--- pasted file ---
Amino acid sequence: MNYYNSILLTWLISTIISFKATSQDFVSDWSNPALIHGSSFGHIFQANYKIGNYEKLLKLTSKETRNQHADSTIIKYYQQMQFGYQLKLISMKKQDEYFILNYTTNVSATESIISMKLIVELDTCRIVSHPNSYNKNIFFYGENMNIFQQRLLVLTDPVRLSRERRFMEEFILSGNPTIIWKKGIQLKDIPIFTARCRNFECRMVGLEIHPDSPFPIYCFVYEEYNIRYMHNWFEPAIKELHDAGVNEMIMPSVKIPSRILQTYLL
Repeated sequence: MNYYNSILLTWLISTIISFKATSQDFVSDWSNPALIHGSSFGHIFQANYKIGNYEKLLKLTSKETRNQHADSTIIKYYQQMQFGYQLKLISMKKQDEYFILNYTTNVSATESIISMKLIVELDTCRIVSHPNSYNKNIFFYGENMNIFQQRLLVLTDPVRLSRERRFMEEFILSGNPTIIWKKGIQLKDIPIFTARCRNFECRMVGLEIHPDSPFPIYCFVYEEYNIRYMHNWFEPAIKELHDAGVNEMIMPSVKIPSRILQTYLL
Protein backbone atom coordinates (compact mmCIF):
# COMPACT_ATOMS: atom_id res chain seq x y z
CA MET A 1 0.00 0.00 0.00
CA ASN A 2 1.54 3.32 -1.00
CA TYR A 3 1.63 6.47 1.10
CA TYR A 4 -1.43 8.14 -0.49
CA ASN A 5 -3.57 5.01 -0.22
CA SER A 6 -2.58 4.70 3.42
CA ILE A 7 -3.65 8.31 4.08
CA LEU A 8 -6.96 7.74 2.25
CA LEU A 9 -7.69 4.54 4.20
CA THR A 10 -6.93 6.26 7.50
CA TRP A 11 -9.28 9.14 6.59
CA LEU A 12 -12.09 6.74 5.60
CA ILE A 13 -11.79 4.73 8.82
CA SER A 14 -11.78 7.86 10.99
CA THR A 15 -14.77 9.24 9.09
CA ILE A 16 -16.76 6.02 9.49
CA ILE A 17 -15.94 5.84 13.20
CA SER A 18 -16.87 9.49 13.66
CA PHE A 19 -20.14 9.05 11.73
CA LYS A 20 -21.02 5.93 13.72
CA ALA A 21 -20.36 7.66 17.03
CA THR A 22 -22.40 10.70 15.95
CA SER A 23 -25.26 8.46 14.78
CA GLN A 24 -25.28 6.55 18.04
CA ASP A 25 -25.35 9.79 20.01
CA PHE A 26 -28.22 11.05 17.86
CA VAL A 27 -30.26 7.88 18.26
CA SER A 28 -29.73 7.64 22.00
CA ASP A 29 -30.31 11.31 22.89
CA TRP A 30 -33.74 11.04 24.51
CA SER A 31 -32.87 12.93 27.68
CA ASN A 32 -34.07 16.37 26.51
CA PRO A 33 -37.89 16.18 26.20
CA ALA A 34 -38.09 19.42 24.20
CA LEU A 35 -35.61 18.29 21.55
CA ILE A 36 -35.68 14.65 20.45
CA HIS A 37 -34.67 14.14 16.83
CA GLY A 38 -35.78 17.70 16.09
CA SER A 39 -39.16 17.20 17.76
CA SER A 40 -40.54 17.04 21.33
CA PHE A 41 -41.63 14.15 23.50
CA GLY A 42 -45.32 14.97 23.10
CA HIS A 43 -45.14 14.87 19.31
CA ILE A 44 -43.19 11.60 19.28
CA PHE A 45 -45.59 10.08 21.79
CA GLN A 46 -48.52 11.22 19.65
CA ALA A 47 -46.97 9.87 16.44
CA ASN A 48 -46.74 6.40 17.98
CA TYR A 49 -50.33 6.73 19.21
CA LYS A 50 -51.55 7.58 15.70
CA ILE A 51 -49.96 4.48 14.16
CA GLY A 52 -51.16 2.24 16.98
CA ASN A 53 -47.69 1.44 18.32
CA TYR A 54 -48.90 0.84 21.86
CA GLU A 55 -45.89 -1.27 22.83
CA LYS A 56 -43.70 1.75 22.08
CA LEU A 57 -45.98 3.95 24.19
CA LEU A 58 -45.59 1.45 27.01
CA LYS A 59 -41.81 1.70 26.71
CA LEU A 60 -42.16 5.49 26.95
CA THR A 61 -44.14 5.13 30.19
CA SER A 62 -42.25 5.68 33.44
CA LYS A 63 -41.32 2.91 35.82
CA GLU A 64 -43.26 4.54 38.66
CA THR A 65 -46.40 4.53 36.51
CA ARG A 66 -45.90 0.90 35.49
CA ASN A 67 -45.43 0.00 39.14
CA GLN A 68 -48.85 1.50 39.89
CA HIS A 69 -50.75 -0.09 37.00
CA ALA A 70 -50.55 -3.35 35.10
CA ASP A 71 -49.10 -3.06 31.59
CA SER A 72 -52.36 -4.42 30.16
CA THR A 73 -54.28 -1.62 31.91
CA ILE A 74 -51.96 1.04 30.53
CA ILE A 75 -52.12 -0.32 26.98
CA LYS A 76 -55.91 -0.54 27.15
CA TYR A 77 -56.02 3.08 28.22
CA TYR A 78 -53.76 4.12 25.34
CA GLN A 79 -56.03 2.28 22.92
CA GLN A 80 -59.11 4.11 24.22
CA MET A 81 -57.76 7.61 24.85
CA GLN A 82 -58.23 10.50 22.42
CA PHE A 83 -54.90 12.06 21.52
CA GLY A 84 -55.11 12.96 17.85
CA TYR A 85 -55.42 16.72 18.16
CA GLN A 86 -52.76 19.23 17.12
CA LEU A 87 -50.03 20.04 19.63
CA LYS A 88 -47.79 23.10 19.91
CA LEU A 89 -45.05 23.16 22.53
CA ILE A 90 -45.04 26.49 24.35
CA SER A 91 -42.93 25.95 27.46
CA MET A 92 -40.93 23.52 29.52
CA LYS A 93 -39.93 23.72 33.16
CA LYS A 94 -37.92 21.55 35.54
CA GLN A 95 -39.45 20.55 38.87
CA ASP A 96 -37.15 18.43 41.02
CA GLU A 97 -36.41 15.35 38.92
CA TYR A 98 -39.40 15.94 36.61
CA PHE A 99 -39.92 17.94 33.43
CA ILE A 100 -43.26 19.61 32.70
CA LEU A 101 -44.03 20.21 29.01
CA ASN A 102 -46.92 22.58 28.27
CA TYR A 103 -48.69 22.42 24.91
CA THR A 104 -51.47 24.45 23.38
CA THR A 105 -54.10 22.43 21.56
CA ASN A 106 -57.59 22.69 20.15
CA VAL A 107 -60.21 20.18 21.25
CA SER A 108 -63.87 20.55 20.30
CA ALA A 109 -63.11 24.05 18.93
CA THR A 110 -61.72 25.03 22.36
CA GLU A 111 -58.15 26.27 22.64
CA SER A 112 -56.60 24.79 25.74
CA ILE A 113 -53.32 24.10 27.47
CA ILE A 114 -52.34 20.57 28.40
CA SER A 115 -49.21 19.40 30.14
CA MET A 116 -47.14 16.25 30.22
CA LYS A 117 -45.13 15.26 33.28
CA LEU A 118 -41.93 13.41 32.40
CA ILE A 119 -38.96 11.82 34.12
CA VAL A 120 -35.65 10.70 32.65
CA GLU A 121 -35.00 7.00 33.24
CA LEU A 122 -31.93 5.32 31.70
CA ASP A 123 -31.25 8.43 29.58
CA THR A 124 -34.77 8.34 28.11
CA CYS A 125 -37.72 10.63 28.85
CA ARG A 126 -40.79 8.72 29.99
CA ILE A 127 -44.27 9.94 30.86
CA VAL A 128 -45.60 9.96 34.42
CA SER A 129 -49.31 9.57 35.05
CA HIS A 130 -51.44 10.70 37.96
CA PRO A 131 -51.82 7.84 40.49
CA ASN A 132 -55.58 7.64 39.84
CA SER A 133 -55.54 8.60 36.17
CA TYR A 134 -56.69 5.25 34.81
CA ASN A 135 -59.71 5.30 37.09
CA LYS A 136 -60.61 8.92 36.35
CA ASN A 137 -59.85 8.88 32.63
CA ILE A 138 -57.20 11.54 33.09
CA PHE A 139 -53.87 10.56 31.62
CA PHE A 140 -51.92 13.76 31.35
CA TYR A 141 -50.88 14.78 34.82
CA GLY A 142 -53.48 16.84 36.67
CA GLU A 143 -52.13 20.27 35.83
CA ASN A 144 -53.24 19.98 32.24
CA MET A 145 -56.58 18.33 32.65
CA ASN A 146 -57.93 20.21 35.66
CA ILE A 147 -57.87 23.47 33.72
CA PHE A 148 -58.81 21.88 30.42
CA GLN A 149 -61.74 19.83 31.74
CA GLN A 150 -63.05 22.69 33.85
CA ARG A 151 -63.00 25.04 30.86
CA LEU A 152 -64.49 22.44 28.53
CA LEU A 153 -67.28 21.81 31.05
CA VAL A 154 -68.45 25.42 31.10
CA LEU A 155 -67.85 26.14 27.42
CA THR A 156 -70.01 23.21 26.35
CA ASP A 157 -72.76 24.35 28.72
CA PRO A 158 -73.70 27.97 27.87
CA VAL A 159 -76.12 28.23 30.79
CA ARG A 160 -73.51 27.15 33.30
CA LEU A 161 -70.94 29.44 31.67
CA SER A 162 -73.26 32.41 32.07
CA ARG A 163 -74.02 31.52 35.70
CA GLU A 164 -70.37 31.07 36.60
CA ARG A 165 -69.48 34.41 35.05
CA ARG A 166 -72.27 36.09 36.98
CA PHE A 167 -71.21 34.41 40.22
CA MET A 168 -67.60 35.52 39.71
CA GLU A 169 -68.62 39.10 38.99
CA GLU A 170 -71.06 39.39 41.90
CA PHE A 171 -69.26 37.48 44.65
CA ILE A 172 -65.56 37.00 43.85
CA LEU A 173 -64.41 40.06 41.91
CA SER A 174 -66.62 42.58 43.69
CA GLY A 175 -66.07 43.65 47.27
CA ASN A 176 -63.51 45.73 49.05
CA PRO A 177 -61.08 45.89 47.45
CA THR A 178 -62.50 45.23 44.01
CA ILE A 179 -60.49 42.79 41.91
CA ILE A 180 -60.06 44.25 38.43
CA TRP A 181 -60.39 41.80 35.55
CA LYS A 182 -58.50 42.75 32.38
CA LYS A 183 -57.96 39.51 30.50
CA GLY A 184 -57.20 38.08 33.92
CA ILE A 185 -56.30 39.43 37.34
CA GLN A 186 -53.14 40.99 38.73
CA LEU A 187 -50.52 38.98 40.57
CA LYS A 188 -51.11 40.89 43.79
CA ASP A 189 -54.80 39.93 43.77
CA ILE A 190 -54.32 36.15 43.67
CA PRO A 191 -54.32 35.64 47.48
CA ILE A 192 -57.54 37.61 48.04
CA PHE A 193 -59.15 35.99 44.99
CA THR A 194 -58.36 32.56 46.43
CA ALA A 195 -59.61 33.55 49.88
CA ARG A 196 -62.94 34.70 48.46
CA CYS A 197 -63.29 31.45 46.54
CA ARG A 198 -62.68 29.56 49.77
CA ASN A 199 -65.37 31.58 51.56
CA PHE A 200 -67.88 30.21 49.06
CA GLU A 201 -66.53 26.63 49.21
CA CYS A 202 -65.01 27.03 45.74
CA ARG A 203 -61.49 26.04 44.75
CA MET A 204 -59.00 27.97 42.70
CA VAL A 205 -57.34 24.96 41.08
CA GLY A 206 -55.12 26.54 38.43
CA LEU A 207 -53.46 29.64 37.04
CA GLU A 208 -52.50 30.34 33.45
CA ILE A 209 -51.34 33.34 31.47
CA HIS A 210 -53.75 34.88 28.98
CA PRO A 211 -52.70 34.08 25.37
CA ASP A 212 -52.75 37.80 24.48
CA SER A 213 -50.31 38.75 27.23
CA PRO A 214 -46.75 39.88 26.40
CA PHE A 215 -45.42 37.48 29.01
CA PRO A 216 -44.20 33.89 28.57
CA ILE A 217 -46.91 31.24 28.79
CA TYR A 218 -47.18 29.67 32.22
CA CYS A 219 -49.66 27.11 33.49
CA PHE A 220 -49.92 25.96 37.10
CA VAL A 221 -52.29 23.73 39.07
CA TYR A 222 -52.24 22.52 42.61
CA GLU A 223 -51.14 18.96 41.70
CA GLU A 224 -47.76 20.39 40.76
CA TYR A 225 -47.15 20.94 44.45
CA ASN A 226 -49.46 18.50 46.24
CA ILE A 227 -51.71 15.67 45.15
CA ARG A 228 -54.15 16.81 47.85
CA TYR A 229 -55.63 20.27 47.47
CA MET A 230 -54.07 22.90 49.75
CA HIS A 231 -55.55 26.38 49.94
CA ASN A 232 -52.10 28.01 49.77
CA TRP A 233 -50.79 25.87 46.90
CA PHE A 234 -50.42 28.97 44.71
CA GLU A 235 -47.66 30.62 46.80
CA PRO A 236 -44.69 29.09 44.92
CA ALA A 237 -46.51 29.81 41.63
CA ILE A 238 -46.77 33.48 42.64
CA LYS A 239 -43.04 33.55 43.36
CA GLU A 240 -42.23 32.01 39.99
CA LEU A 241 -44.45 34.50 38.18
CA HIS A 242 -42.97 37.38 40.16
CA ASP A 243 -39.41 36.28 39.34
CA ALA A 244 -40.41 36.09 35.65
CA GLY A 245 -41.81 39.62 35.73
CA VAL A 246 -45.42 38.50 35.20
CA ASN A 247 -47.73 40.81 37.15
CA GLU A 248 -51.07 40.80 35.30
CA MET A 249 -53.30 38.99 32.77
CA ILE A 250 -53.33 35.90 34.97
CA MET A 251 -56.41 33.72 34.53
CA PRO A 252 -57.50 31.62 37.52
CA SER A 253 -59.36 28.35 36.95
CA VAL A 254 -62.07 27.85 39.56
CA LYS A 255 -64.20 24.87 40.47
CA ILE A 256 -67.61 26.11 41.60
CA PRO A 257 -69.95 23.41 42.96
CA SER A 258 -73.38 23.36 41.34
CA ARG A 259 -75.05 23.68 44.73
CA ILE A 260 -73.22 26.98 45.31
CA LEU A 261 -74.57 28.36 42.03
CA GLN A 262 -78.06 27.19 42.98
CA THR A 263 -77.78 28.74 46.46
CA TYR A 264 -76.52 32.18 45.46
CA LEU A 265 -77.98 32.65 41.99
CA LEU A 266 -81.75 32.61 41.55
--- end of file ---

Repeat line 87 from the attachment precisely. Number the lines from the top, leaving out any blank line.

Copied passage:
CA PHE A 83 -54.90 12.06 21.52